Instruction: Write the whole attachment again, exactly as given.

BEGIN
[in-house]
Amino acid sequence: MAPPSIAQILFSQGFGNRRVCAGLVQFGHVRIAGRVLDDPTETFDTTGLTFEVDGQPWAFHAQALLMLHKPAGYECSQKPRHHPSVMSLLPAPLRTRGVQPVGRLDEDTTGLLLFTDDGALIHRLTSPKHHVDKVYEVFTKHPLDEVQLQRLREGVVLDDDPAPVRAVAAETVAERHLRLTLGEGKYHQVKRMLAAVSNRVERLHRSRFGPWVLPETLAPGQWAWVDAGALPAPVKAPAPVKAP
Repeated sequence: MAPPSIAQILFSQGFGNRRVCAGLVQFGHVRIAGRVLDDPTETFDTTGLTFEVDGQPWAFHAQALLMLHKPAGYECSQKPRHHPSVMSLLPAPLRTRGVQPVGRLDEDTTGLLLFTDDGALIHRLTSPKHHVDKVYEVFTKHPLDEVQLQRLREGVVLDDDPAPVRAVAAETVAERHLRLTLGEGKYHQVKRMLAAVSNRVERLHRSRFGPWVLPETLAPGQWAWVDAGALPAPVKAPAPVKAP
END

[in-house]
Amino acid sequence: MAPPSIAQILFSQGFGNRRVCAGLVQFGHVRIAGRVLDDPTETFDTTGLTFEVDGQPWAFHAQALLMLHKPAGYECSQKPRHHPSVMSLLPAPLRTRGVQPVGRLDEDTTGLLLFTDDGALIHRLTSPKHHVDKVYEVFTKHPLDEVQLQRLREGVVLDDDPAPVRAVAAETVAERHLRLTLGEGKYHQVKRMLAAVSNRVERLHRSRFGPWVLPETLAPGQWAWVDAGALPAPVKAPAPVKAP
Repeated sequence: MAPPSIAQILFSQGFGNRRVCAGLVQFGHVRIAGRVLDDPTETFDTTGLTFEVDGQPWAFHAQALLMLHKPAGYECSQKPRHHPSVMSLLPAPLRTRGVQPVGRLDEDTTGLLLFTDDGALIHRLTSPKHHVDKVYEVFTKHPLDEVQLQRLREGVVLDDDPAPVRAVAAETVAERHLRLTLGEGKYHQVKRMLAAVSNRVERLHRSRFGPWVLPETLAPGQWAWVDAGALPAPVKAPAPVKAP